Saturday, 31 December 2005

Rusty Links

Rusty Chain

I took this last week of the year off to organize my things, cause I will probably move to UK next year to begin a work applying Statistical Physics to Cryptography. I was cleaning my wardrobe, which does not have only clothes but also books, old toys and a lot of papers. Then I found a folder and a notebook covered with some dust and with the title "Internet" (time goes by very fast...). I opened then and found a lot of links that I probably found interesting someday and I decided to put them in my page. I begun this task this morning and they are really interesting links. So, I decided to put them here for everyone who read this also have the chance to take a look at them. Let me list them in the exact order that I found them:

Sodaplay: classic. Everyone must know it by now, but I´m glad to have rediscovered it.

Jim Loy´s Homepage: the amount of information about science-related themes is huge. How this guy manage to write so much is a mistery to me.

2d Curves: a collection of mathematical bidimensional curves.

Igor Nikitin´s Homepage: has an interesting document on String Theory.

Kolmogorov: a very complete page about Kolmogorov.

Wilfrid Hodges´ Homepage

Douglas Arnold´s Homepage: with an interesting page about Some disasters attributable to bad numerical computing.

The Online Books Page

O Cerebro Nosso de Cada Dia: a site about the brain originally in Portuguese, but with an English translation as Our Daily Brain.

That´s it. Probably I will find more as my cleaning proceeds and I´ll put them here.

Happy New Year for everyone!

Picture: Rusty Chain by Hilly Wakeford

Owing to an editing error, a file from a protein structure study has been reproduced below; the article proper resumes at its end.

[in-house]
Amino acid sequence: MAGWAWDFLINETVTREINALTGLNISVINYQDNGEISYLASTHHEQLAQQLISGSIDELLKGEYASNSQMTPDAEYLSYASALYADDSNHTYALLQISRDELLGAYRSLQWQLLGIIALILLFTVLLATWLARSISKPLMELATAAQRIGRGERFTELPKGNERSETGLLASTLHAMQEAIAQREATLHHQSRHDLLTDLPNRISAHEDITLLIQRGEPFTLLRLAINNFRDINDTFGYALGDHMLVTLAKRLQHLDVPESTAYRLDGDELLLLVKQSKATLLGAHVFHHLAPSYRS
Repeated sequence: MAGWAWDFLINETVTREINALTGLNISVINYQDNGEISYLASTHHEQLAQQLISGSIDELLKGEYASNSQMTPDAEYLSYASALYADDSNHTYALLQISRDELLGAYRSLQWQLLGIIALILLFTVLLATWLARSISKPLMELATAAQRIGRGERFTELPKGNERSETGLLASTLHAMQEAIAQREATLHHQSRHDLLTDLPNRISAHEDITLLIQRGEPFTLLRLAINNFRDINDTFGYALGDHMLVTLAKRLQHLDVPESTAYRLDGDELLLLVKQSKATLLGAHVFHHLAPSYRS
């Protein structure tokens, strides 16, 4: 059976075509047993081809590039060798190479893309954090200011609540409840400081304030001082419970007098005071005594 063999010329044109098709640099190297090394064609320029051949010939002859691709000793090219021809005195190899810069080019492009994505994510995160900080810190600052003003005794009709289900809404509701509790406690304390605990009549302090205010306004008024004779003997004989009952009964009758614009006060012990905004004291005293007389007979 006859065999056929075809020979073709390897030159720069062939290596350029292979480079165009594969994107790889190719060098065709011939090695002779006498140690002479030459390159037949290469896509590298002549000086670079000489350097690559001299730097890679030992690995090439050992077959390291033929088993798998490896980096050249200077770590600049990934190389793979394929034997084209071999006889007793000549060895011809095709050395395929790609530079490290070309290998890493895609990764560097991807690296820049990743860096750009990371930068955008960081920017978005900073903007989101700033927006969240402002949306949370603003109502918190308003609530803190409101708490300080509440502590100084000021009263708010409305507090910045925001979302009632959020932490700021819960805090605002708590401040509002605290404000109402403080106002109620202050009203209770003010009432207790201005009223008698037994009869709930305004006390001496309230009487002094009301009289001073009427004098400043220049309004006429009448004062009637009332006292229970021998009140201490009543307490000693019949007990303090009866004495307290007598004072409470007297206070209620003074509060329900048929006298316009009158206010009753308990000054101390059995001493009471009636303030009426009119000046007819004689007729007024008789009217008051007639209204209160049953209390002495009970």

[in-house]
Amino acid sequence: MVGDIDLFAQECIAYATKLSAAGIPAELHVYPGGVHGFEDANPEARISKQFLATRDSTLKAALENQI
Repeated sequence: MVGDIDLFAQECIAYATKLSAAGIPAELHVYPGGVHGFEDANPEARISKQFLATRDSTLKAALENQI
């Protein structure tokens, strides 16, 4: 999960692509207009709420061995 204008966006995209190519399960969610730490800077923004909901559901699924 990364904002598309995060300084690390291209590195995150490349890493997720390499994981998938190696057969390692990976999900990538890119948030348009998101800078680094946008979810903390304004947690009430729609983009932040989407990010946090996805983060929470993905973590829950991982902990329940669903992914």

Thursday, 29 December 2005

Phononic Crystals

Phononic Crystal

I found an interesting article in Physics Web by Gorishnyy et al. named Sound ideas (the beautiful picture above was taken from this article). The article talks about a kind of crystal, named a phononic crystal, that can be constructed in such a way to create specific "band gaps" for waves travelling in this solid. This means that you can control which frequency cannot propagate in the crystal, creating, for example, materials that become isolators for particular sounds or mechanical waves.

The band gaps are created by carefull design of the crystals allowing a control of the dispersion relation, the relation between frequency and wave number, in phonons, which are quantized modes of vibration in a solid. This quantization of vibrational modes comes from a treatment using the machinery of quantum mechanics and is a very important mechanism that, among other things, influence the heat condictivity of materials. For a short introduction to the theory of elementary excitations in solids see Elementary Excitations in Solids : Lectures on Phonons, Electrons, and Plasmons by David Pines.

Phononic crystals may have a lot of interesting technological applications described in detail inside the article, in the words of the authors

"Phononic crystals will provide researchers in acoustics and ultrasonics with new components that offer the same level of control over sound that mirrors and lenses provide over light."

Over my desk:

Friday, 23 December 2005

Cosmic Collision

Galaxies NGC 2207 & IC 2163

A friend send me this link named Cosmic Collision this week. It is a subsite of the official Hubble site where it is described how it will look like the collision of our Milky Way with the Andromeda Galaxy. The site shows the story with a narrated video and have a lot of scientific explanations in a simple but precise way.